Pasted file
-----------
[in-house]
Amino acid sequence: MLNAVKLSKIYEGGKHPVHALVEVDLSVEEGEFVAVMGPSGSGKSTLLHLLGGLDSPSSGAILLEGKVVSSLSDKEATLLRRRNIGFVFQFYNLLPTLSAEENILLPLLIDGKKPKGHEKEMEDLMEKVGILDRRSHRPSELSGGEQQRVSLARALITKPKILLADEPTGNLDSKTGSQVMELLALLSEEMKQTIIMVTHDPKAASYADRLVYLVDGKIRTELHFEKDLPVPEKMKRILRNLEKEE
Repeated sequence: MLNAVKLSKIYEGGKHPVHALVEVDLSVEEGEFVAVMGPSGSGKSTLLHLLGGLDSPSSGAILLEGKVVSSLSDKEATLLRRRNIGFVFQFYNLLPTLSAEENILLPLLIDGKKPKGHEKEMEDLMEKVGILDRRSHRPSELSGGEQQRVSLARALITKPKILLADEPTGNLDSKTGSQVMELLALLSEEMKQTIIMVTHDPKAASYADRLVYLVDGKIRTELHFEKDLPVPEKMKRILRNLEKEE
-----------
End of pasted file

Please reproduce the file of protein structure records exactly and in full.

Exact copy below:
[in-house]
Amino acid sequence: MLNAVKLSKIYEGGKHPVHALVEVDLSVEEGEFVAVMGPSGSGKSTLLHLLGGLDSPSSGAILLEGKVVSSLSDKEATLLRRRNIGFVFQFYNLLPTLSAEENILLPLLIDGKKPKGHEKEMEDLMEKVGILDRRSHRPSELSGGEQQRVSLARALITKPKILLADEPTGNLDSKTGSQVMELLALLSEEMKQTIIMVTHDPKAASYADRLVYLVDGKIRTELHFEKDLPVPEKMKRILRNLEKEE
Repeated sequence: MLNAVKLSKIYEGGKHPVHALVEVDLSVEEGEFVAVMGPSGSGKSTLLHLLGGLDSPSSGAILLEGKVVSSLSDKEATLLRRRNIGFVFQFYNLLPTLSAEENILLPLLIDGKKPKGHEKEMEDLMEKVGILDRRSHRPSELSGGEQQRVSLARALITKPKILLADEPTGNLDSKTGSQVMELLALLSEEMKQTIIMVTHDPKAASYADRLVYLVDGKIRTELHFEKDLPVPEKMKRILRNLEKEE